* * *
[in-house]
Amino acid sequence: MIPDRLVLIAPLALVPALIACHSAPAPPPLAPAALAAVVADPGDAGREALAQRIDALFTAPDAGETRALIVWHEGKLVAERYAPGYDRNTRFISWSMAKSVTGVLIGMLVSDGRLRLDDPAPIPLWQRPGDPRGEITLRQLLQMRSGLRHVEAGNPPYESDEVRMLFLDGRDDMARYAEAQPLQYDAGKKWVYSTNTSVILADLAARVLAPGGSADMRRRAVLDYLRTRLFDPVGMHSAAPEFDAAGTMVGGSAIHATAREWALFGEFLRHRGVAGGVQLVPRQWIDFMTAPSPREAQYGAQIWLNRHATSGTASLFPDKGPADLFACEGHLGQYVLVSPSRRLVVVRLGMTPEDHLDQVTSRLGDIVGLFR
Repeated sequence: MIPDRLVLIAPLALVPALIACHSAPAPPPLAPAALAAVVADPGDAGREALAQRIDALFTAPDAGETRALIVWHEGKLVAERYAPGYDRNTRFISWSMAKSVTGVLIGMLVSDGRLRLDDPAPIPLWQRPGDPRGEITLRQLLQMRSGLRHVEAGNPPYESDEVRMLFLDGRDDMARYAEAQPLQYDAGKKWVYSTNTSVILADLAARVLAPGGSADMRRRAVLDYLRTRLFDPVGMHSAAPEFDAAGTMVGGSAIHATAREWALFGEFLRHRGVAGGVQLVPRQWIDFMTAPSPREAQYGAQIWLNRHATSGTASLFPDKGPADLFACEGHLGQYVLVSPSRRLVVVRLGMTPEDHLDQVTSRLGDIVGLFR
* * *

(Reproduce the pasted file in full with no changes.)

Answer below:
[in-house]
Amino acid sequence: MIPDRLVLIAPLALVPALIACHSAPAPPPLAPAALAAVVADPGDAGREALAQRIDALFTAPDAGETRALIVWHEGKLVAERYAPGYDRNTRFISWSMAKSVTGVLIGMLVSDGRLRLDDPAPIPLWQRPGDPRGEITLRQLLQMRSGLRHVEAGNPPYESDEVRMLFLDGRDDMARYAEAQPLQYDAGKKWVYSTNTSVILADLAARVLAPGGSADMRRRAVLDYLRTRLFDPVGMHSAAPEFDAAGTMVGGSAIHATAREWALFGEFLRHRGVAGGVQLVPRQWIDFMTAPSPREAQYGAQIWLNRHATSGTASLFPDKGPADLFACEGHLGQYVLVSPSRRLVVVRLGMTPEDHLDQVTSRLGDIVGLFR
Repeated sequence: MIPDRLVLIAPLALVPALIACHSAPAPPPLAPAALAAVVADPGDAGREALAQRIDALFTAPDAGETRALIVWHEGKLVAERYAPGYDRNTRFISWSMAKSVTGVLIGMLVSDGRLRLDDPAPIPLWQRPGDPRGEITLRQLLQMRSGLRHVEAGNPPYESDEVRMLFLDGRDDMARYAEAQPLQYDAGKKWVYSTNTSVILADLAARVLAPGGSADMRRRAVLDYLRTRLFDPVGMHSAAPEFDAAGTMVGGSAIHATAREWALFGEFLRHRGVAGGVQLVPRQWIDFMTAPSPREAQYGAQIWLNRHATSGTASLFPDKGPADLFACEGHLGQYVLVSPSRRLVVVRLGMTPEDHLDQVTSRLGDIVGLFR